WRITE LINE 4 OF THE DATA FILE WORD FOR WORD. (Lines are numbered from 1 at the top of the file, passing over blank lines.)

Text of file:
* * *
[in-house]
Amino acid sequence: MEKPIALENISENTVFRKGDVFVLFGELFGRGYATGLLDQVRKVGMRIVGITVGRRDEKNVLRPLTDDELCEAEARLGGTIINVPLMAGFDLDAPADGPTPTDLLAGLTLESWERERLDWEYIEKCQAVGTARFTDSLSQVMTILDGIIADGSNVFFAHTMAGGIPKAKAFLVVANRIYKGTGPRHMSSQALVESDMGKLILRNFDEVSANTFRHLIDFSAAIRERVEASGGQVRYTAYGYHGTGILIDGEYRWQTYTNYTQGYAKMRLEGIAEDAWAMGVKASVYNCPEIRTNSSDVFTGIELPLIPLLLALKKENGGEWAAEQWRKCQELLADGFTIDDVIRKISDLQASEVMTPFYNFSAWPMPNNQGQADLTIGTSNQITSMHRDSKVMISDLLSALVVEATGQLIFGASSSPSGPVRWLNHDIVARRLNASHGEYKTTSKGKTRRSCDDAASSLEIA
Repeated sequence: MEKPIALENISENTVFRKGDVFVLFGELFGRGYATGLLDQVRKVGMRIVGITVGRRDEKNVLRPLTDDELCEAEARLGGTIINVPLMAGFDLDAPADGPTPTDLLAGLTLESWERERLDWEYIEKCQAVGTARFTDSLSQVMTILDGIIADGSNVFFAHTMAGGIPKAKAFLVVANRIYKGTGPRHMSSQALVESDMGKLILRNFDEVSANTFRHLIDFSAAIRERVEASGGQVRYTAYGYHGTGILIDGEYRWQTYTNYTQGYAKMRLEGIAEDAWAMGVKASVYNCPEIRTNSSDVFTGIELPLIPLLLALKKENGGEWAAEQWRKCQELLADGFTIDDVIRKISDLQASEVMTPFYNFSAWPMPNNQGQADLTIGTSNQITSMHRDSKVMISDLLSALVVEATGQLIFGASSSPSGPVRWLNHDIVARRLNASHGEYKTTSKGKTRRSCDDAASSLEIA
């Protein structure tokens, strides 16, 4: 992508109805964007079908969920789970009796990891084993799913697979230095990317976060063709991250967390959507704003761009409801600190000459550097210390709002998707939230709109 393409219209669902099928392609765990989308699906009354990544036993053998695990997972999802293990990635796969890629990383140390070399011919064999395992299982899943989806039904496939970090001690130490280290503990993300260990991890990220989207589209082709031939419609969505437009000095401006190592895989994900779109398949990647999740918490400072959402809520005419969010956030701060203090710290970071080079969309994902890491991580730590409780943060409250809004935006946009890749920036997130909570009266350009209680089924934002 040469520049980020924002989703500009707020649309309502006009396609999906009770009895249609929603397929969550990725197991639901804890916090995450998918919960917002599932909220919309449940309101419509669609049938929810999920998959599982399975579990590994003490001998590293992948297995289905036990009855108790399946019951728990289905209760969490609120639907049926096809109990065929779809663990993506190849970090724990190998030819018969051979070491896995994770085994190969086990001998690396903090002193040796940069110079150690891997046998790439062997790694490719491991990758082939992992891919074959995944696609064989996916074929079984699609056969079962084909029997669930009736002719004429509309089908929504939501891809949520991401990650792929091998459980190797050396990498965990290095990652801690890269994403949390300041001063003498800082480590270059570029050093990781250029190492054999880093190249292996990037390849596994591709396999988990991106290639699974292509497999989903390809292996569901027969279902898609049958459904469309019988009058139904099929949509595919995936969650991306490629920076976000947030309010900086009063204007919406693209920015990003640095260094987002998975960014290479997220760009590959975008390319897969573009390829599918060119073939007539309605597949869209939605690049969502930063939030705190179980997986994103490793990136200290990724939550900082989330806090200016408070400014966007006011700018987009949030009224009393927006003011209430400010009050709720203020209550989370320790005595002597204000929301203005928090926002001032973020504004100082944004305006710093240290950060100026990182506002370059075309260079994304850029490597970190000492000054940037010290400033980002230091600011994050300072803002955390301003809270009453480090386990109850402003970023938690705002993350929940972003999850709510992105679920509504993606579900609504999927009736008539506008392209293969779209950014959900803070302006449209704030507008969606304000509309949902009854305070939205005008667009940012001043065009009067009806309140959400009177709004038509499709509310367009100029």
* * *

């Protein structure tokens, strides 16, 4: 992508109805964007079908969920789970009796990891084993799913697979230095990317976060063709991250967390959507704003761009409801600190000459550097210390709002998707939230709109 393409219209669902099928392609765990989308699906009354990544036993053998695990997972999802293990990635796969890629990383140390070399011919064999395992299982899943989806039904496939970090001690130490280290503990993300260990991890990220989207589209082709031939419609969505437009000095401006190592895989994900779109398949990647999740918490400072959402809520005419969010956030701060203090710290970071080079969309994902890491991580730590409780943060409250809004935006946009890749920036997130909570009266350009209680089924934002 040469520049980020924002989703500009707020649309309502006009396609999906009770009895249609929603397929969550990725197991639901804890916090995450998918919960917002599932909220919309449940309101419509669609049938929810999920998959599982399975579990590994003490001998590293992948297995289905036990009855108790399946019951728990289905209760969490609120639907049926096809109990065929779809663990993506190849970090724990190998030819018969051979070491896995994770085994190969086990001998690396903090002193040796940069110079150690891997046998790439062997790694490719491991990758082939992992891919074959995944696609064989996916074929079984699609056969079962084909029997669930009736002719004429509309089908929504939501891809949520991401990650792929091998459980190797050396990498965990290095990652801690890269994403949390300041001063003498800082480590270059570029050093990781250029190492054999880093190249292996990037390849596994591709396999988990991106290639699974292509497999989903390809292996569901027969279902898609049958459904469309019988009058139904099929949509595919995936969650991306490629920076976000947030309010900086009063204007919406693209920015990003640095260094987002998975960014290479997220760009590959975008390319897969573009390829599918060119073939007539309605597949869209939605690049969502930063939030705190179980997986994103490793990136200290990724939550900082989330806090200016408070400014966007006011700018987009949030009224009393927006003011209430400010009050709720203020209550989370320790005595002597204000929301203005928090926002001032973020504004100082944004305006710093240290950060100026990182506002370059075309260079994304850029490597970190000492000054940037010290400033980002230091600011994050300072803002955390301003809270009453480090386990109850402003970023938690705002993350929940972003999850709510992105679920509504993606579900609504999927009736008539506008392209293969779209950014959900803070302006449209704030507008969606304000509309949902009854305070939205005008667009940012001043065009009067009806309140959400009177709004038509499709509310367009100029």